Social Closeness with Physical Distancing. That's What We Need.
March 16, 2020
Say "no" to social distancing. What we really need right now is "Social Closeness with Physical Distancing," or SCPD. SCPD, now that’s for me.
Many of us are rightly concerned about stress, depression, and anxiety that could be induced by social isolation during this global health crisis. I'm a college professor, and as we move to online teaching, my colleagues and I are building in at least some real-time, synchronous, meetings so students can have human connection. We plan to create fun interactive segments that may seem a bit off-track from our original course goals, but now are a necessity for our larger human goals of community and support. My colleague tells me her college-aged daughter told her today she is "disgustingly bored"—after only three days at home. Another colleague was feeling anxiety until she started making work-related video calls this morning, and then she felt much better.
And that’s just in my work life. I'm thinking about this in my non-work life too. Massachusetts Governor Charlie Baker has cautioned that this extended time off from school is not a time for "free-for-all playdates." I'm already hearing my cooped-up teenage daughter wonder what she can do next (beyond remote schoolwork, books, videos, crafts, exercise). She was studying for the SAT today, literally had her book and calculator out on her desk, when it was canceled. So much for that activity. She and I are working on creating a calling system for connecting bored teens with isolated older adults in their homes or nursing homes. We can find the technology that works for the older adults: anything from landlines(!) to video calls. This could be a win-win.
We all need social interaction. It is part of the fabric of a “good” life. In 2018, doctors at McLean Hospital released a study of the mental health risks of social isolation. In my own anthropological research on the role of paid work in the lives of older adults in the United States, I have found the correlation between physical health outcomes and social engagement. The English poet John Donne figured this out in 1624, when he wrote (using the accepted gendered language of the day) that "No man is an island entire of itself… any man's death diminishes me…."
We're rightly being asked to create our own tiny isolated islands right now, for the greater good. The challenge before us is how to create "Social Closeness with Physical Distancing." SCPD.
SCPD, that’s for me. My small neighborhood friend group started our own SCPD network just last night, 3 days into our societal SCPD experiment. We had a Zoom videoconference party.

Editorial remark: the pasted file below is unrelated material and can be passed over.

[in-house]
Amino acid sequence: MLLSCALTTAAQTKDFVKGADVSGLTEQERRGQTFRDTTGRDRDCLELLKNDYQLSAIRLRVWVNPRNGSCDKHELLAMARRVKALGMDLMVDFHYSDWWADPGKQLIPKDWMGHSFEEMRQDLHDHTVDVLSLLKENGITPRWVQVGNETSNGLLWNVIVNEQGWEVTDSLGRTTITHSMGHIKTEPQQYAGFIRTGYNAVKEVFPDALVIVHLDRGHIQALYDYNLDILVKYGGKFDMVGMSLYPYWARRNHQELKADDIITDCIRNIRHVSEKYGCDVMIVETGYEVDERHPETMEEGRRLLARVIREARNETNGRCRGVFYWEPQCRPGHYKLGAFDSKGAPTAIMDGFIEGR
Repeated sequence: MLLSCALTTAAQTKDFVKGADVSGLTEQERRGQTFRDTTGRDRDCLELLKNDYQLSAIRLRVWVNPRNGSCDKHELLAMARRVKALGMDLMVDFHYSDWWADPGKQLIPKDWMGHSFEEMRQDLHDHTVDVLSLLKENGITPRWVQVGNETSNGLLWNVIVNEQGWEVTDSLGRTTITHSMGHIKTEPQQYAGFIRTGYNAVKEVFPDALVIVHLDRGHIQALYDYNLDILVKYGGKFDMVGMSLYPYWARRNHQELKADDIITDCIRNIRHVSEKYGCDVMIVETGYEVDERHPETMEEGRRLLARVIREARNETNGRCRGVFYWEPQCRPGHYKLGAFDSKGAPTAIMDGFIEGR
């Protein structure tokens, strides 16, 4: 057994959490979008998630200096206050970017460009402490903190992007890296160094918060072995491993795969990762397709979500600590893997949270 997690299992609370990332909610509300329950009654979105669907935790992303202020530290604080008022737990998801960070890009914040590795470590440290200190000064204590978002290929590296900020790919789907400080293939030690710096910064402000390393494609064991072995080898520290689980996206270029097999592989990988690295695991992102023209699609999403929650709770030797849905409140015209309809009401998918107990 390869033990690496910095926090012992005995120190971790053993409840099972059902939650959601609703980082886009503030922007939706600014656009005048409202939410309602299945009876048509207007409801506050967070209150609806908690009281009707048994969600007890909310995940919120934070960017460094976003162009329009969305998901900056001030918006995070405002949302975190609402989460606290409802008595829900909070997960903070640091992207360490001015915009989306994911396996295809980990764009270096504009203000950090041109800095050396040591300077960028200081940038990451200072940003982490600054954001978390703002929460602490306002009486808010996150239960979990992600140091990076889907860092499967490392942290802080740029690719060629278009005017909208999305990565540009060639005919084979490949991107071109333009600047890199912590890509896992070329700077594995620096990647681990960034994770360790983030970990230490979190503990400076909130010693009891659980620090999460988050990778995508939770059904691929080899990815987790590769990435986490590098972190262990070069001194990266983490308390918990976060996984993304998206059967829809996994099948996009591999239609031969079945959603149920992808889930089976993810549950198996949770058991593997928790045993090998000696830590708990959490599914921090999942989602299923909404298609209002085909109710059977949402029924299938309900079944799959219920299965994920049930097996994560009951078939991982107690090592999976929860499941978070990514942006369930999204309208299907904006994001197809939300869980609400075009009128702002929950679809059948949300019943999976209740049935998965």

It took some preparation, as any party would. One of us delivered each household a tiny restaurant-purchased cake, from a local small business, with gloved hands and a message that "Nothing says social distancing like Bundt cake." We tested software in the afternoon and agreed on a call time.
Eight of us, four couples each sharing their own screen, logged on at 7 pm. Some of us wore costumes. One person wore a leprechaun cap. The one doctor among us wore a face mask (not N95, mind you) as a jaunty cap. Just like a real party, sort of.
We raised our glasses in cheers. We fiddled with custom backgrounds, cameras, and mics. Between laughter, someone said, "It's been 17 minutes, this is the worst-run meeting I've ever been to." We hadn't even gotten to the agenda. Yes, I had made an agenda. Old work habits die hard, and I’ve been using Zoom for work for years.
We even played party games. First there was a silly rendition of Pictionary with an online shared whiteboard. Then there was Mystery Presentation Theater, named after the old Comedy Central show (Mystery Science Theater 3000). I had created a slide show called "My Passion Project," which I shared with the group using a "screen share" function and then tasked a friend to deliver the presentation, sight unseen. "Caitrin, next slide please," he'd say, after building up to what might come next. After he presented a lengthy explanation of the social importance of birthday cakes, the next slide was a photo of a leashed dog, racing happily, tongue flapping, no owner to be seen. Thematic relevance? The impromptu speaker found one.
The games were fun. The giggling was abundant. There may have been some drinking, I can't be sure. Eight couples on four screens. We speculated that this party may have been more fun than being in the same room because we all had to pay attention to each other and couldn't have side conversations (though I think we did do some of that). One person noted that the next time we meet, we might have more screens because one of us will be in quarantine. Another noted that one of us might not be on the call at all if they're hospitalized. Or maybe one of us wouldn't be there because… one of us took hand to throat and swiped it across. Finis. We all laughed and were momentarily quiet until someone put an ocean background on their screen and started to surf.
It may have been a silly idea, but depression, loneliness, and the need for social interaction is real. We found a solution, and we plan on meeting again soon. Did it solve all our problems? No. Did it give us a rich sense of community? Maybe. Did I get to spend time with my friends in a safe and fun way? Absolutely, and, based on my post-party feedback survey (yes, I had to do that), our spirits were lifted! I hope we all can devise creative strategies to combat the consequences of social isolation. Who wants to come to my next SCPD party?
Professor of Anthropology
Olin College of Engineering
Needham MA 02492
[With thanks to John Sisson and Lauren Taaffe for feedback on an earlier version of this essay, and to Martin Wells for organizing our first Zoom party.]